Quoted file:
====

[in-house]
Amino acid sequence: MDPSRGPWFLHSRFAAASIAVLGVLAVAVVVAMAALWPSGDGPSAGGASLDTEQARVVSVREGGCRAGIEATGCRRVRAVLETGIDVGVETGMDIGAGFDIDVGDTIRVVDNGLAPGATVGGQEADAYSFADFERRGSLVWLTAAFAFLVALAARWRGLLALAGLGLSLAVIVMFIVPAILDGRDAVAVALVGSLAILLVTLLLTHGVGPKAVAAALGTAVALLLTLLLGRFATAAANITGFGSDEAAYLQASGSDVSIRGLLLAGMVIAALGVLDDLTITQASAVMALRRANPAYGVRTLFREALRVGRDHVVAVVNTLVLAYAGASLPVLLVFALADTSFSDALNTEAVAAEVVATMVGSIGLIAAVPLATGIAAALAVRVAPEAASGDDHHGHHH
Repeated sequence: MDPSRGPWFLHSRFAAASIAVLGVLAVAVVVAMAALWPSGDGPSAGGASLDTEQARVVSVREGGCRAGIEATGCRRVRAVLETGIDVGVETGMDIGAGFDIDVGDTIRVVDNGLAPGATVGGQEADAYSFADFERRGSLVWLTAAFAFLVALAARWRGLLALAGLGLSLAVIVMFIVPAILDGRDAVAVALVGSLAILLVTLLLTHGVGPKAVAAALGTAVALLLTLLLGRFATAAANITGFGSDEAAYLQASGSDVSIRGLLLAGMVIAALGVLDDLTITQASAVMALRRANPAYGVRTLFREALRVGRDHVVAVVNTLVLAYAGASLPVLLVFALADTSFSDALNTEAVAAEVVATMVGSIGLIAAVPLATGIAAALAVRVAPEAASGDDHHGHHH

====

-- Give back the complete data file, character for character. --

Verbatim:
[in-house]
Amino acid sequence: MDPSRGPWFLHSRFAAASIAVLGVLAVAVVVAMAALWPSGDGPSAGGASLDTEQARVVSVREGGCRAGIEATGCRRVRAVLETGIDVGVETGMDIGAGFDIDVGDTIRVVDNGLAPGATVGGQEADAYSFADFERRGSLVWLTAAFAFLVALAARWRGLLALAGLGLSLAVIVMFIVPAILDGRDAVAVALVGSLAILLVTLLLTHGVGPKAVAAALGTAVALLLTLLLGRFATAAANITGFGSDEAAYLQASGSDVSIRGLLLAGMVIAALGVLDDLTITQASAVMALRRANPAYGVRTLFREALRVGRDHVVAVVNTLVLAYAGASLPVLLVFALADTSFSDALNTEAVAAEVVATMVGSIGLIAAVPLATGIAAALAVRVAPEAASGDDHHGHHH
Repeated sequence: MDPSRGPWFLHSRFAAASIAVLGVLAVAVVVAMAALWPSGDGPSAGGASLDTEQARVVSVREGGCRAGIEATGCRRVRAVLETGIDVGVETGMDIGAGFDIDVGDTIRVVDNGLAPGATVGGQEADAYSFADFERRGSLVWLTAAFAFLVALAARWRGLLALAGLGLSLAVIVMFIVPAILDGRDAVAVALVGSLAILLVTLLLTHGVGPKAVAAALGTAVALLLTLLLGRFATAAANITGFGSDEAAYLQASGSDVSIRGLLLAGMVIAALGVLDDLTITQASAVMALRRANPAYGVRTLFREALRVGRDHVVAVVNTLVLAYAGASLPVLLVFALADTSFSDALNTEAVAAEVVATMVGSIGLIAAVPLATGIAAALAVRVAPEAASGDDHHGHHH